Given the amount of media attention on terrorism during the six months after the attacks, and the trend to inundate the many television, cable and satellite channels with recurrent stories about major events, more research should focus on the effects of such an abundance of coverage on specific topics of prolonged media attention over long periods of time. Given such extensive coverage, it would seem that even lighter viewers cannot escape the repetitive images and cultivation of perceptions related to the overriding themes presented in those stories. However, our findings, at least in this study, suggest that cultivation effects did not appear to be long term or of great magnitude.
Besides exposure, we explored the impact of viewer background, behavior, attitude and motivation on cultivation judgments. These, though, do not sufficiently account for factors such as lifestyle and cultural diversity, which may suppress or enhance cultivation effects.47 Much research has been driven by a concern that factors other than amount of exposure account for social reality judgments.48 Our results suggest this may be the case even when the content is the ongoing and pervasive coverage of long-term media events such as the war on terrorism.
1. Hadley Cantril, The Invasion from Mars: A Study in the Psychology of Panic (Princeton, N.J.: Princeton University Press, 1940). For a review, see Joanne Cantor, “Fright Reactions to Mass Media,” in Media Effects: Advances in Theory and Research, 2nd ed., eds. Jennings Bryant and Dolf Zillmann (Hillsdale, N.J.: Erlbaum, 2002), 287-306.
2. Jennings Bryant, Rodney A. Carveth, and Dan Brown, “Television Viewing and Anxiety: An Experimental Examination,” Journal of Communication 31, no. 1 (1981): 106-119; Cantor, “Fright Reactions to Mass Media”; Mira Sotirovic, “Affective and Cognitive Processes as Mediators of Media Influences on Crime-Policy Preferences,” Mass Communication and Society 4, no. 3 (2001): 311-329; Glenn G. Sparks, “ThePrevalence and Intensity of Fright Reactions to Mass Media: Implications of the Activation-Arousal View,” Communication Quarterly 37, no. 2 (1989): 108-117.
3. Cantor, “Fright Reactions to Mass Media”; Patricia Moy and Dietram A. Scheufele, “Media Effects on Political and Social Trust,” Journalism and Mass Communication Quarterly 77, no. 4 (2000): 744-759; Robert M. Ogles and Cynthia Hoffner, “Film Violence and Perceptions of Crime,” in Communication Yearbook 10, ed. Margaret L. McLaughlin (Beverly Hills, Calif.: Sage, 1987): 384-394.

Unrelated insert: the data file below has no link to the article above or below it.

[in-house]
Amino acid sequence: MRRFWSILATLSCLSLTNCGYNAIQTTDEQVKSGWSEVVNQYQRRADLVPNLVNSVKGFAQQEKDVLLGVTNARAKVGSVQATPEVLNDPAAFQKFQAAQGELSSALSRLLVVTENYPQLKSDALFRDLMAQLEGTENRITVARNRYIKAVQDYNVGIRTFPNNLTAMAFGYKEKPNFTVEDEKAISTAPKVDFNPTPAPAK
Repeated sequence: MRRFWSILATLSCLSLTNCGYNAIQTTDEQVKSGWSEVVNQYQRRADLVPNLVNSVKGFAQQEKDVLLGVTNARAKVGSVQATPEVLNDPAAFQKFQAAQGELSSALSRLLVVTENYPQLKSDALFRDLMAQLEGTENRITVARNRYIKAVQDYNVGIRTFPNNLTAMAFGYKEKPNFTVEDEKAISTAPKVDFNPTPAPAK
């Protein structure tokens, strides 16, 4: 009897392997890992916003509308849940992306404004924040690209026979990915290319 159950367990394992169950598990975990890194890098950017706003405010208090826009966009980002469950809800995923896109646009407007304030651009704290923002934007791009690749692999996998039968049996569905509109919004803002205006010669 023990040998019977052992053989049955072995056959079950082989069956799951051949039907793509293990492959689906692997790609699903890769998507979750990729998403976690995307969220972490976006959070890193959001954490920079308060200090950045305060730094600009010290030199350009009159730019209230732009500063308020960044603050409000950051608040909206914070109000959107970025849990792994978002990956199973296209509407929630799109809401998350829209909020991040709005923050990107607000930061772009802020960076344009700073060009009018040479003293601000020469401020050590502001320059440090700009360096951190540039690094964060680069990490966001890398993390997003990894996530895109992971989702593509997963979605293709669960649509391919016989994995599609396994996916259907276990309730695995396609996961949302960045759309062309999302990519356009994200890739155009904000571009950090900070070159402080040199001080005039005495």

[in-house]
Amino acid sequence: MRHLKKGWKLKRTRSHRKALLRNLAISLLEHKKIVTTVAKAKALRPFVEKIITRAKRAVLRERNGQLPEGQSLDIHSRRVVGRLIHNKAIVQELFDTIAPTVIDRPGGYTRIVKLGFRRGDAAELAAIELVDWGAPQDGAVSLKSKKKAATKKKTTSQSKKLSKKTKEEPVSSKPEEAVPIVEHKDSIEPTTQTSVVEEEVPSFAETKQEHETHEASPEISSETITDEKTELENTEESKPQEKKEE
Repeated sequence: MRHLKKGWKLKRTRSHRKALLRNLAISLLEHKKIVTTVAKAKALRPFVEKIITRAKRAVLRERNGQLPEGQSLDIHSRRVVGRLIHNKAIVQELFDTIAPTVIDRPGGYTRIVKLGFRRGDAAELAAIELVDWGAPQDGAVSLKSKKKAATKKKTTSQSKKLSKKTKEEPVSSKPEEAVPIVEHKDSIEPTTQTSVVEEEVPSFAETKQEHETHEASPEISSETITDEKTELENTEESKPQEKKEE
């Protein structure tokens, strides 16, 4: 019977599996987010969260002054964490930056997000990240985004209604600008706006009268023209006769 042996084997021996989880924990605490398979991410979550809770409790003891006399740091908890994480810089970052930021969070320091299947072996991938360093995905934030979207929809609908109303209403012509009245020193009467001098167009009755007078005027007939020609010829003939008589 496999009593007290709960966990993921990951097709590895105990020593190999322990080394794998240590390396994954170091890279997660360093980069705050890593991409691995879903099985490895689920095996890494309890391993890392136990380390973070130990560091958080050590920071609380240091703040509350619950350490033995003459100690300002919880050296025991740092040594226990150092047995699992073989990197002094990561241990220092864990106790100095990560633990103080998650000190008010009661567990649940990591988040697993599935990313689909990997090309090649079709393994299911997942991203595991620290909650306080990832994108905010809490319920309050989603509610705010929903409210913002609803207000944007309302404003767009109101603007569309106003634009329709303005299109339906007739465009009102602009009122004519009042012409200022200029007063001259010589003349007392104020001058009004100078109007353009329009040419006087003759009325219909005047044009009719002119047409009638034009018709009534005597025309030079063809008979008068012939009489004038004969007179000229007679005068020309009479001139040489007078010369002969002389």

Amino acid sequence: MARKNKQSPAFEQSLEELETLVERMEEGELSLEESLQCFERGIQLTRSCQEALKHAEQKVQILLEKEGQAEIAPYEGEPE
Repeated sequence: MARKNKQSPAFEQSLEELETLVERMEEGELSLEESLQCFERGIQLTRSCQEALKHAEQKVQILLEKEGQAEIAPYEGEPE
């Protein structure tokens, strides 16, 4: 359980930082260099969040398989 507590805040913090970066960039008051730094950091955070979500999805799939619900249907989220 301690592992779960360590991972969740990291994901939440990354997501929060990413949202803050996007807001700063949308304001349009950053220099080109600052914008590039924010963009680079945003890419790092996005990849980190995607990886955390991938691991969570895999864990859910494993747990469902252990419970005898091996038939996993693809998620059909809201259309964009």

4. Cantril, The Invasion from Mars.
5. Kristen Harrison and Joanne Cantor, “Tales from the Screen: Enduring Fright Reactions to Scary Media,” Media Psychology 1, no. 2 (1999): 97-116; John E. Newhagen, “TV News Images that Induce Anger, Fear, and Disgust: Effects on Approach-Avoidance and Memory,” Journal of Broadcasting & Electronic Media 42, no. 2 (1998): 265-276; Glenn G. Sparks, Cheri W. Sparks, and Kristen Gray, “Media Impact on Fright Reactions and Belief in UFOs: The Potential of Mental Imagery,” Communication Research 22, no. 1 (1995): 3-23; Glenn G. Sparks, Marianne Pellechia, and Chris Irvine, “The Repressive Coping Style and Fright Reactions to Mass Media,” Communication Research 26, no. 2 (1999): 176-192; Glenn G. Sparks, Mellissa M. Spirek, and Kelly Hodgson, “Individual Differences in Arousability: Implications for Understanding Immediate and Lingering Emotional Reactions to Frightening Mass Media,” Communication Quarterly 41, no. 4 (1993): 465-476.
6. Alan M. Rubin, “The Uses-and-Gratifications Perspective of Media Effects,” in Media Effects: Advances in Theory and Research, 2nd ed., eds. Jennings Bryant and Dolf Zillmann (Mahwah, N.J.: Erlbaum, 2002), 528.